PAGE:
“Philly Sticking Together”: Runners Take to Broad Street For Annual 10-Mile Race
In her high school gym class, Muzna Gulimali looked for any excuse to avoid running the mile. Now, a race down Philadelphia’s longest road is anything but daunting for the three-time Broad Street Run participant.
“If I can do it, anyone can,” said Gulimali, a Temple University alumna and Fairmount resident.
Gulimali is one of almost 40,000 runners who made the yearly trek from North to South Philadelphia Sunday in the country’s largest 10-mile race.
The Blue Cross Broad Street Run begins each year in the Logan neighborhood of North Philadelphia. Runners flow through a sampling of neighborhoods, eventually reaching the finish line at the Navy Yard.
Along the way, spectators offer anything imaginable—from high-fives to Kleenex— to the groups that speed by. A corner in Hunting Park blasted music from a DJ booth while a man used a metal pot as a makeshift drum.
“It shows Philly sticking together,” said Rasheeda Rice, a Philadelphia native who watched the race and offered shouts of encouragement from a nearby stoop. Applauding the runners is a yearly tradition for Rice. “They love it. Some people don’t have family out here that are cheering them on,” she added.
For many runners, finishing in first place isn’t necessarily the goal. Gulimali trains for 10 weeks with Team Philly Race Training—a group designed for runners at every level.
“We have beginners who run their first steps with us as well as Boston Marathon qualifiers. And after the run they all meet up for happy hour,” said Philly Team coach Ross Martinson.
Twice a week, Team Philly members come together to train. Their sessions course through West Philadelphia or the green-accented trails of Kelly Drive. Keeping one earbud in to listen to music, Gulimali lets the other dangle so she can talk to other members about anything happening in their lives—from wedding plans to newborn babies.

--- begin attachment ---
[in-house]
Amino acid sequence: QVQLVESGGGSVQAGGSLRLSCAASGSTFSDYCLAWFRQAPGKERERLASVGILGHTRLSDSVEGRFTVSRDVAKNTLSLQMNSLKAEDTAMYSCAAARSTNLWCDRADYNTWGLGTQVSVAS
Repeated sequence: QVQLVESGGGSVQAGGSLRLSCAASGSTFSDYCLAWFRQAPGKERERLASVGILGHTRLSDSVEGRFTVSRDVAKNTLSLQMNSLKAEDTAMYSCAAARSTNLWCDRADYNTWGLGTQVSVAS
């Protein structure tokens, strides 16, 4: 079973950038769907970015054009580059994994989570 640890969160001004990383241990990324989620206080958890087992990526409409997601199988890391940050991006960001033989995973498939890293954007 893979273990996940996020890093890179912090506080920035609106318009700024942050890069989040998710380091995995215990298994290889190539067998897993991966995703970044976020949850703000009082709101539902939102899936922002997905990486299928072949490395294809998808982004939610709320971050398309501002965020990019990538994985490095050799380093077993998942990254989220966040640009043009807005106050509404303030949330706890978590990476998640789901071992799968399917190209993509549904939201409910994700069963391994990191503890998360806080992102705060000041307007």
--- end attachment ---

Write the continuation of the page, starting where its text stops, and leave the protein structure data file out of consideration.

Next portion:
For Jason Rosencranz, a Fairmount resident who runs with Team Philly, running with a group is more enjoyable than training in solitude. “People are just supportive, and you forget about the pain that you’re going through,” Rosencranz said.
For each session, the team divides itself into subgroups based on speed—some run 8-minute miles while others walk. In Gulimali and Rosencranz’s group, runners work on perfecting a 10-to 11-minute mile as Rosencranz cracks jokes for fellow trainers. “I love to shout, you know, ‘we’re not just 10’s people—we’re hot. We’re 11’s,’” he said.
For years, Rosencranz aspired to run the New York marathon. Even after moving to Philadelphia, he trained for the 26.2-mile race in 2012. ““It was on my bucket list,” Rosencranz said. Days before the event, the city cancelled the marathon due to the effects of Hurricane Sandy.
Rosencranz found his way back to Philadelphia, running the city’s own marathon instead. It didn’t take long for him to gravitate toward Team Philly and the Broad Street Run.
“I’m running Broad Street because it’ll be fun, but it’s because I run with them,” he said of Team Philly.
For Fairmount resident Kathy Rubino, running provided an outlet for motivation and inspiration after a difficult divorce. After about a year of running alone, she came across Team Philly. “The worst weather, and the hardest days, you still come out to see your friends, you can talk through all your problems together,” she said.
John St. Omer, who lives in New Jersey, makes the journey to Philadelphia twice a week to train with Team Philly. Searching for a healthier lifestyle, the two-time cancer survivor decided to join the team with his wife, who had already been running with the group. “I got jealous waiting for her going across the finish line that I decided to get up off the couch,” he said.
After the race ends, things can get emotional for Team Philly members, who may not train together again until the following February.
For many runners and residents alike, the Broad Street Run has made an impact. Fairmount native Jerry Townsend has worked at the Old Zion Lutheran church along North Broad Street for 33 years—and he has never missed the opportunity to step outside and watch the race.
“On that day everybody knows somebody,” Townsend said. “It shows the real brotherly love of Philadelphia.”